The Asphalt Badlands
To my shame I have never watched John Huston's "The Asphalt Jungle" so although I know that "The Badlanders" is a western remake I can't say how much of a remake it is or which one is better. Although having watched "The Badlanders" I can only imagine that "The Asphalt Jungle" has to be the superior as at its best "The Badlanders" is I'm afraid a solid but average western. It almost at times feels tired, working its way though a storyline yet struggling to find the heart and emotion of it and it's only the performances from Alan Ladd, Ernest Borgnine and the beautiful Katy Jurado which gives it any life.
Following their release from Yuma prison Dutchman (Alan Ladd - The Black Knight) and John McBain (Ernest Borgnine - The Vikings) go their separate ways. Dutchman heads for the town of Prescott where as a mining engineer he was framed and sent to jail. There he decides to extract revenge by swindling the land and mine owners by stealing and selling them back their own gold. When McBain also shows up looking for work he convinces him to help out as the land once belonged to him before he was cheated out of it. With dynamite man Vincente (Nehemiah Persoff) they set about staging the robbery of an abandoned mine but will they be double crossed again?
At it's heart "The Badlanders" is a revenge movie, a western about exacting justice in one form or another, the difference between this and so many is that the justice is not murder but robbing a gold mine and swindling the owners. It starts as we meet two convicts Dutchman and McBain as they are about to be released from Yuma, there's no friendship between them in fact the animosity between them is tangible but it doesn't take much to work out that they will end up working together especially after about 20 minutes when we are told about the back story of both men through a less than subtle narrative.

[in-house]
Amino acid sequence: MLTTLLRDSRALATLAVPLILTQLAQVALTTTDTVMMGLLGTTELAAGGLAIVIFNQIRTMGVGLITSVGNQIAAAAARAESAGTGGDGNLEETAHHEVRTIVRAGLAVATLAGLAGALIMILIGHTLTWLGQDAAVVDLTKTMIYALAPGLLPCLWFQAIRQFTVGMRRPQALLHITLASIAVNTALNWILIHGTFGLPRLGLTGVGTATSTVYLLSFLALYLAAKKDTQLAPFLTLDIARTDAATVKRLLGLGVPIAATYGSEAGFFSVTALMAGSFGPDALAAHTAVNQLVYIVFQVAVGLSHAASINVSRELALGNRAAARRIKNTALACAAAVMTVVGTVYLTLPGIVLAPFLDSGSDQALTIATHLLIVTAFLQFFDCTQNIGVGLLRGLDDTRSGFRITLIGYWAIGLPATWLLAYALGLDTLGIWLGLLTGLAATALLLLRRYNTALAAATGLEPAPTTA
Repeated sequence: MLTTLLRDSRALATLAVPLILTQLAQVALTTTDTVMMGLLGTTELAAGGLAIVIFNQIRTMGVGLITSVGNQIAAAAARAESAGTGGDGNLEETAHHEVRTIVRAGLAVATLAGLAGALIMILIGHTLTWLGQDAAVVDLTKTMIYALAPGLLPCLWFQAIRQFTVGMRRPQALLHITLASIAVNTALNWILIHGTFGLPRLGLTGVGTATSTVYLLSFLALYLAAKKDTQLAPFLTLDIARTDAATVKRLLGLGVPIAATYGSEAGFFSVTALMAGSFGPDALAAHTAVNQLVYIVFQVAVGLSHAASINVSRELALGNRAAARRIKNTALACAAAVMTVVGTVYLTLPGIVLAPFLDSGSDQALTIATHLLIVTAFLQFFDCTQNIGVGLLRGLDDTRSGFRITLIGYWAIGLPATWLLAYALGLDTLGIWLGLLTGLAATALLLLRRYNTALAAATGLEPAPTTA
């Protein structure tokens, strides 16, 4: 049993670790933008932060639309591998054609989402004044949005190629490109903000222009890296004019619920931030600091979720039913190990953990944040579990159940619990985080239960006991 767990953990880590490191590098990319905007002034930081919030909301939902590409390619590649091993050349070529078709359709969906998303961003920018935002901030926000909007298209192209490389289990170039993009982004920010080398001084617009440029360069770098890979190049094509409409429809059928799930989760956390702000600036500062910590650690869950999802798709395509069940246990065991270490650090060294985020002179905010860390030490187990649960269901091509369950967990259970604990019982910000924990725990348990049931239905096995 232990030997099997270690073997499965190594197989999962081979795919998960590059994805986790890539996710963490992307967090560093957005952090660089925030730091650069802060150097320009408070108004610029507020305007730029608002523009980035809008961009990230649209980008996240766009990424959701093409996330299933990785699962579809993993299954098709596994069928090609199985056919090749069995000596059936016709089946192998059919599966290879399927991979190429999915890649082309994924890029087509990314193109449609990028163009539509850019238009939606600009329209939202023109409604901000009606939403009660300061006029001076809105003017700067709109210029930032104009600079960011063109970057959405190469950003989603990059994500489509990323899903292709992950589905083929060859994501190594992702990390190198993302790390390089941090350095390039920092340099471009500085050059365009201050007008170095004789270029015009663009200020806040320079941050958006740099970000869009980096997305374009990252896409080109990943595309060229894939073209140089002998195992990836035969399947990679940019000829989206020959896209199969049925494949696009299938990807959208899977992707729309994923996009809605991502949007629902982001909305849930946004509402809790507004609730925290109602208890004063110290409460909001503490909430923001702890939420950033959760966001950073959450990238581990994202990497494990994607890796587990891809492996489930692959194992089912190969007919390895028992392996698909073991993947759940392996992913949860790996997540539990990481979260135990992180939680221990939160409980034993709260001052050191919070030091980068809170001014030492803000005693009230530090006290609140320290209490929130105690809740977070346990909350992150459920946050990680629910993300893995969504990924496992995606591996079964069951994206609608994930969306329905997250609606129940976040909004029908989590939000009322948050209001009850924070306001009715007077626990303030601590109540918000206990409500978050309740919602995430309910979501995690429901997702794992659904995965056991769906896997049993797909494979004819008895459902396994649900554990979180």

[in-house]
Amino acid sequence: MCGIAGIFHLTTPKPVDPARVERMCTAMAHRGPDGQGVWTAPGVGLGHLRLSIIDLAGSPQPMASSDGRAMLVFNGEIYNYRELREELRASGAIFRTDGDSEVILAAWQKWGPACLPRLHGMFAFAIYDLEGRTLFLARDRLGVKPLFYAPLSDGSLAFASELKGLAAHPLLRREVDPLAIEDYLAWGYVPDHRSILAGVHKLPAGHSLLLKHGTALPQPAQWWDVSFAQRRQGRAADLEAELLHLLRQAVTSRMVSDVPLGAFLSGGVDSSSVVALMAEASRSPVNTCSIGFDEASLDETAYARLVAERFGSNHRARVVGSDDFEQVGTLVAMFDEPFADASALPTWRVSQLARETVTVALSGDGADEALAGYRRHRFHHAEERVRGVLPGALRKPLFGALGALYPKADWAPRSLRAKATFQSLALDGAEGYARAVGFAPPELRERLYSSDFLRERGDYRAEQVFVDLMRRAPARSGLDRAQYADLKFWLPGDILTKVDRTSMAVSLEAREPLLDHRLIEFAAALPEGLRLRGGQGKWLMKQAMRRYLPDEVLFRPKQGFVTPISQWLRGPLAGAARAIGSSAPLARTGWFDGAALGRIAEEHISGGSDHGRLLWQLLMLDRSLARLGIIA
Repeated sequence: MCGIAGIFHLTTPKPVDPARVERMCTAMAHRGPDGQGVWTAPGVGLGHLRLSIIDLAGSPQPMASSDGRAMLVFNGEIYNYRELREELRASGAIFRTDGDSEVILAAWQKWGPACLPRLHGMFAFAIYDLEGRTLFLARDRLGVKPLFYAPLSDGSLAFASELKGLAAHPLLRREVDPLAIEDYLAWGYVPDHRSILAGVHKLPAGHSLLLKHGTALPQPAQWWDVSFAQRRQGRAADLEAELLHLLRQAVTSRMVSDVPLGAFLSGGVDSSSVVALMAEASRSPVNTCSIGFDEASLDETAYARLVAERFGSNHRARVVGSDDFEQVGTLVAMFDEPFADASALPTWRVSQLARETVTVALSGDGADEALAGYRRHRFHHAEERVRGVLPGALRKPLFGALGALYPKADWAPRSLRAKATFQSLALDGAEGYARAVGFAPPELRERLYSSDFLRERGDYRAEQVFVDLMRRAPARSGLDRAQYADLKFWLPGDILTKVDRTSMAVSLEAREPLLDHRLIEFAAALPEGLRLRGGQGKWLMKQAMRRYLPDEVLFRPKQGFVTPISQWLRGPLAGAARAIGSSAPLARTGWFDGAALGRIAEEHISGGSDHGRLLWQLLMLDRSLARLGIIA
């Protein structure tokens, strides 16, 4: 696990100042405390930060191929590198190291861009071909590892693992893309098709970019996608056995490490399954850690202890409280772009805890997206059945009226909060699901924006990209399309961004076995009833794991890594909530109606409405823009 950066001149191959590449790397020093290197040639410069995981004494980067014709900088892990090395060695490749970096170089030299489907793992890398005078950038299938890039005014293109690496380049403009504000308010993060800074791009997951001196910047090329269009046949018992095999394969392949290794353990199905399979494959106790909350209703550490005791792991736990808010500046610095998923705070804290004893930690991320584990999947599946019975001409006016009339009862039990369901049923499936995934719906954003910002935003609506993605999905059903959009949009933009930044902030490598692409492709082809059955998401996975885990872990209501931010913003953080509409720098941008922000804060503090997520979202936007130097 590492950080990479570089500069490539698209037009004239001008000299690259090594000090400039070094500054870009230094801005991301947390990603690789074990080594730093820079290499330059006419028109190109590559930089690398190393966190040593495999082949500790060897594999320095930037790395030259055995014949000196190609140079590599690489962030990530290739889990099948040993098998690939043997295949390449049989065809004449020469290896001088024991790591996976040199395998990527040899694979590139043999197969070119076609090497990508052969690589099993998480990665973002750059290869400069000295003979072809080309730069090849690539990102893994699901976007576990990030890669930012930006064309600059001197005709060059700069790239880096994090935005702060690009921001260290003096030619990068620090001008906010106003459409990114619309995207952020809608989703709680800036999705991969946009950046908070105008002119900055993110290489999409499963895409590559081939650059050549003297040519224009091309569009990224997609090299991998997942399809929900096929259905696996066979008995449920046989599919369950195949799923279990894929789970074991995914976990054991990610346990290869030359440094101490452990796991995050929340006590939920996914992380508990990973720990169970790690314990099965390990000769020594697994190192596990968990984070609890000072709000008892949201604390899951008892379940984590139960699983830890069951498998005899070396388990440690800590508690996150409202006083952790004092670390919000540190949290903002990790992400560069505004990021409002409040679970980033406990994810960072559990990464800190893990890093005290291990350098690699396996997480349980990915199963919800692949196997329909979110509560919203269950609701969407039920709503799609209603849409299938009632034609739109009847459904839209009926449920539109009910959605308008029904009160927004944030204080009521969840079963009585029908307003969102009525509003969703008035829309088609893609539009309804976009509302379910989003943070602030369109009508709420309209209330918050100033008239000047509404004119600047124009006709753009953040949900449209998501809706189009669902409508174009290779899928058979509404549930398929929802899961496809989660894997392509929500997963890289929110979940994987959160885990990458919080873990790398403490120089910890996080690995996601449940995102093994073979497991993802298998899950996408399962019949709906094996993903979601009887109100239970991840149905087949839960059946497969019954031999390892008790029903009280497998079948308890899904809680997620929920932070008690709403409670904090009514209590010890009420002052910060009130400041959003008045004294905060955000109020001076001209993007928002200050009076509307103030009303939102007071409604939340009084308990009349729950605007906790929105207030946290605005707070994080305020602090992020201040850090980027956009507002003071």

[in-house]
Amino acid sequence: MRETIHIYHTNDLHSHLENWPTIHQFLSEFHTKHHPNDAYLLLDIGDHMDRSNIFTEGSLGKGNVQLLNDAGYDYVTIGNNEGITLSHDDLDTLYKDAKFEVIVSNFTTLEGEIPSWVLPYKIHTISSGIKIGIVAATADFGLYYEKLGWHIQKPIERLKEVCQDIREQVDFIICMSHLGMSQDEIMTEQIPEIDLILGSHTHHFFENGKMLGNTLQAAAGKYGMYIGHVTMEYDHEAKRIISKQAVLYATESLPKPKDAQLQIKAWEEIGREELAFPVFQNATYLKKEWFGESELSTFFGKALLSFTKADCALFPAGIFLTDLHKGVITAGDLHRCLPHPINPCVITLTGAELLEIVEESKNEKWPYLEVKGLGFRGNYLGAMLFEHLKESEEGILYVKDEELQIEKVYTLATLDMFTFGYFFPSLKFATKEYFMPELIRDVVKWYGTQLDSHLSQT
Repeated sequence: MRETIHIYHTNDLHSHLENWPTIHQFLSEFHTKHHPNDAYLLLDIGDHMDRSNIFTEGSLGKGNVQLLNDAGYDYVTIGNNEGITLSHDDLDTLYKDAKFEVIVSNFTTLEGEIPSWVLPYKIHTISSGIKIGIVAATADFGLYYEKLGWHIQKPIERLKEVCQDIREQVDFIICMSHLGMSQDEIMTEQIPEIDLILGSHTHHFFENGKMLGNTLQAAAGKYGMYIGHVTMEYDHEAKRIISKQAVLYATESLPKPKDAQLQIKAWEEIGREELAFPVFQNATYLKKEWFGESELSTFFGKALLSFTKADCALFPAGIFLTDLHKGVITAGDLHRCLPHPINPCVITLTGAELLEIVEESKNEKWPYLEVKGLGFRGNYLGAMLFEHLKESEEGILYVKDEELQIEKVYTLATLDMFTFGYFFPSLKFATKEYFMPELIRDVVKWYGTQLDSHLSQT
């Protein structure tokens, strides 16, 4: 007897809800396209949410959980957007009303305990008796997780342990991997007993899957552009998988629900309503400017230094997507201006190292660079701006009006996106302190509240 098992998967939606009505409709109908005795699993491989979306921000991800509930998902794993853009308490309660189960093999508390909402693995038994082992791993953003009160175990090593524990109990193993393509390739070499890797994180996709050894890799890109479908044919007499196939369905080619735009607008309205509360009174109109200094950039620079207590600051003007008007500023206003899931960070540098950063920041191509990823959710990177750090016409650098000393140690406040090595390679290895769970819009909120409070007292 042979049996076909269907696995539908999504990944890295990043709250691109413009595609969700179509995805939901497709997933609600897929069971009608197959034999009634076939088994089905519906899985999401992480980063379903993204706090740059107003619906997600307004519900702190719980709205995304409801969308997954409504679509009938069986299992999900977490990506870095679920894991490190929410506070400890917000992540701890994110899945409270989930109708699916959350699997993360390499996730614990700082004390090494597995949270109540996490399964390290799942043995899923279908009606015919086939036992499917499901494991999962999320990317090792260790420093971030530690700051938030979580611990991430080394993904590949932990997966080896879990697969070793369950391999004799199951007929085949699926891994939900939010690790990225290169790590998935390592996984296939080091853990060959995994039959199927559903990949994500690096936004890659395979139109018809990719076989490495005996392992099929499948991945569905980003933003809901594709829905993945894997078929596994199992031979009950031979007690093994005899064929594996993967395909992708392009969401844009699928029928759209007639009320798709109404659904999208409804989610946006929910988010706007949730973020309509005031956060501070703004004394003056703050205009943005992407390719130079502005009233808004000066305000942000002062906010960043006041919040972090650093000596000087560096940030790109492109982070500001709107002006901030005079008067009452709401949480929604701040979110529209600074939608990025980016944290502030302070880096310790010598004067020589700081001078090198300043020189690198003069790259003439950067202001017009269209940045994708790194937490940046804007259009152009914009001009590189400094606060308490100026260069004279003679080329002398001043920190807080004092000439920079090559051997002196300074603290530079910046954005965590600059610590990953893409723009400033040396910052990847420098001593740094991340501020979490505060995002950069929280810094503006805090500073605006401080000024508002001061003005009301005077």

What basically follows is not that exciting, Dutchman, an engineer who knows his way around the mines talks McBain into helping him rob an abandoned mine of its gold all in an act of revenge. The trouble is that it is not exciting, the danger of Dutchman, McBain and a Mexican explosives man setting up an explosion in a rickety old mine shaft lacks the tension, the edge of the seat danger or the whiff of adrenalin which it screams out for and of course "The Badlanders" wouldn't be a western if it didn't deliver a big final shoot out which is just as lacking in excitement.
The main storyline doesn't bode well and to be honest the added romantic sub plots add little to the movie, although there is a tenderness and sweetness to the romance between McBain and the beautiful Mexican Anita. In fact it's this romance which turns McBain into more than just a flat character, showing various shades to his character from sweet and kind through to angry and violent.
What though saves "The Badlanders" from being completely dull and unmemorable is the trio of Alan Ladd, Ernest Borgnine and Katy Jurado. Alan Ladd who was edging towards the tail end of his career shows a calmness and confidence in his performance making the character of Dutchman easy to watch, although at the same time it feels like Ladd is coasting through some of the more dynamic scenes. And Ernest Borgnine is as solid as ever playing the muscle, McBain, but the added romantic storyline allows the character to be more interesting and as such Borgnine shows a decent acting range in a rather limited movie. Plus of course there is the stunningly beautiful Katy Jurado who may over act at times but just has to flutter those eyes to win you over.
What this all boils down to is that "The Badlanders" is a solid, mildly entertaining but overall average western. It suffers because those moments of danger and drama are just not exciting and good performances from Alan Ladd, Ernest Borgnine and Katy Jurado can't make the storyline any better.